Cincinnati Fire and Security Company Adds Thermal Imaging Tech to Help Organizations Stay Safe


How Silco Fire and Security’s new tech matches their safety-oriented mission

The COVID-19 pandemic has brought out the best in Ohio’s companies. From startups creating new technologies to established companies pivoting to an impactful new mission to help fight the virus, Ohio’s innovation has led to some major breakthroughs. That spirit and can-do attitude is how Silco Fire and Security, a well-established company based in Cincinnati, came to find themselves at the forefront of thermal imaging technology, offering a new set of products that’s helping organizations return to their buildings safely.

“We talk a lot about the purpose of our company — to protect people and property,” said Silco President Dave Fraser. “As the pandemic started, we began asking ‘What else can we do to keep our customers safe?’ We work with about 25,000 customers in Ohio, so we have a wide range of options we could look into. One of our team members brought up thermal detection tech and found some products that had just recently been offered. We tested them in our own offices to ensure they were up to our standards and then started offering them to our customers.”

Silco is able to provide two thermal imaging options. The first works from a tablet computer, which can scan for people’s temperatures, detect face masks and create a check-in procedure when entering a building. For example, a company can set up a system that ensures they’re wearing a mask and don’t have a fever before allowing a door to open. For larger organizations with many people to scan, a camera system Silco calls the “panda-cam” can assess up to 32 people at once, logging temperatures and alerting administrators of problems.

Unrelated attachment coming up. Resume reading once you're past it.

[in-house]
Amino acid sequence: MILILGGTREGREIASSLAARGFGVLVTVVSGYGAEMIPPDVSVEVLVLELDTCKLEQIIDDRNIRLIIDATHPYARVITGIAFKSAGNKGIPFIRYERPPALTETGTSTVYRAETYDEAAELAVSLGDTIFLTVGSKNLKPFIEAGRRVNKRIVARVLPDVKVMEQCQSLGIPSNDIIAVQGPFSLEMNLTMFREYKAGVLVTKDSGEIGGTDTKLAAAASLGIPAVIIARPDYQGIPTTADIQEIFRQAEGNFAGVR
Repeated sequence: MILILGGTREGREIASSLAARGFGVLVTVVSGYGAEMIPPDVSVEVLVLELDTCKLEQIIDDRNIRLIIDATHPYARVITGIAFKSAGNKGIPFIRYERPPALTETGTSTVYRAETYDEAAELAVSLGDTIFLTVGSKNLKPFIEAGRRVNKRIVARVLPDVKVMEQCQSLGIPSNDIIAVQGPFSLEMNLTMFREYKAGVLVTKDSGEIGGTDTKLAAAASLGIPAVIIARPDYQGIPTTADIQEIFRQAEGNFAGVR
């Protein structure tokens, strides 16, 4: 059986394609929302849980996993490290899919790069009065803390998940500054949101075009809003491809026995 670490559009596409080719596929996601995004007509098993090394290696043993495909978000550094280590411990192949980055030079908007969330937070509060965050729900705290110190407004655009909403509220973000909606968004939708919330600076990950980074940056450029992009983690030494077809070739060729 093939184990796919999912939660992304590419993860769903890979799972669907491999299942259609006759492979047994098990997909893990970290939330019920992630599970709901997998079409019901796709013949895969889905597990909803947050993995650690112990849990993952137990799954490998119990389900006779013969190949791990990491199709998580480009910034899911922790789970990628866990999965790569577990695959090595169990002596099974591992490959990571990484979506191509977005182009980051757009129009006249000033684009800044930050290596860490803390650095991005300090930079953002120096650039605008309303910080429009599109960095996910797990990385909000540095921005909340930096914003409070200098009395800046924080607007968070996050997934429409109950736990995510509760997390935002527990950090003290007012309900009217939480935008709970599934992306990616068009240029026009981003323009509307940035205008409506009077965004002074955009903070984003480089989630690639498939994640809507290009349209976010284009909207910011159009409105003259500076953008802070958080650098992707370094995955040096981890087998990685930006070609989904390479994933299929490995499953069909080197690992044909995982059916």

For a company accustomed to preventing break-ins, fires and other emergencies, keeping people safe is nothing new. But in the midst of a pandemic that has dominated conversations for months, that mission has been brought even further to the forefront.

“This is definitely a feel-good part of our job,” said Fraser. “Of course, what we typically offer has that effect, but sometimes you can lose sight of it. Every business exists to make profit, but we have a purpose too. We realize that we need to be very careful about the quality and thoroughness of our products because they have to work when you need them. And you can see that because this product is getting attention from the top. We’re not typically working with CEOs and presidents, but in this case we’re working with companies’ leaders because it’s so important.”

Silco’s tech isn’t just for the workplace, however. Their new tech has been a big hit in schools too, especially those that are preparing to return to classes. At Columbus’s Patriot Preparatory Academy, they’ve been using Silco’s typical fire and security equipment for a decade. But when they found out about the new thermal imaging tech, they saw it as a way to keep kids safe, serving as an example of how impactful the tech can be.

“We have a high level of trust with Silco already, so we were already interested,” said Patriot Prep Superintendent Sean Smith. “When we surveyed our parents, one of the things they were most in favor of was thermal imaging technology. Something like 90 percent thought it was very important for us to check students’ temperatures on arrival. Logistically, it’s very tough to test every student without having to check them all individually. We didn’t want students to have to individually have their temperature taken in public. With this technology, we can protect everyone without being invasive, so it’s great.”

Silco is working to deploy their new tech across the state. Fraser said dozens of companies and close to 100 cameras are in place across Ohio. They’re being used at the Cleveland National History Museum and Cleveland Museum of Art, the Union County Justice Center and a variety of manufacturing facilities, offices, daycares and churches. Fraser says Silco isn’t going to become a thermal imaging-focused company overnight, but he’s seen the important effects this new tech can have on an organization.

“A lot of people want to know what returning to work or school is going to look like and the interest we’ve received has been really diverse. We’re all dealing with the same pandemic, and we need to stay safe. From what i’m hearing from my team, this technology is helping people stay safer by screening temperatures, but it’s also making people feel safer because you know you’re entering a facility that’s taking your safety seriously. People know the company has gone above and beyond with safety measures.

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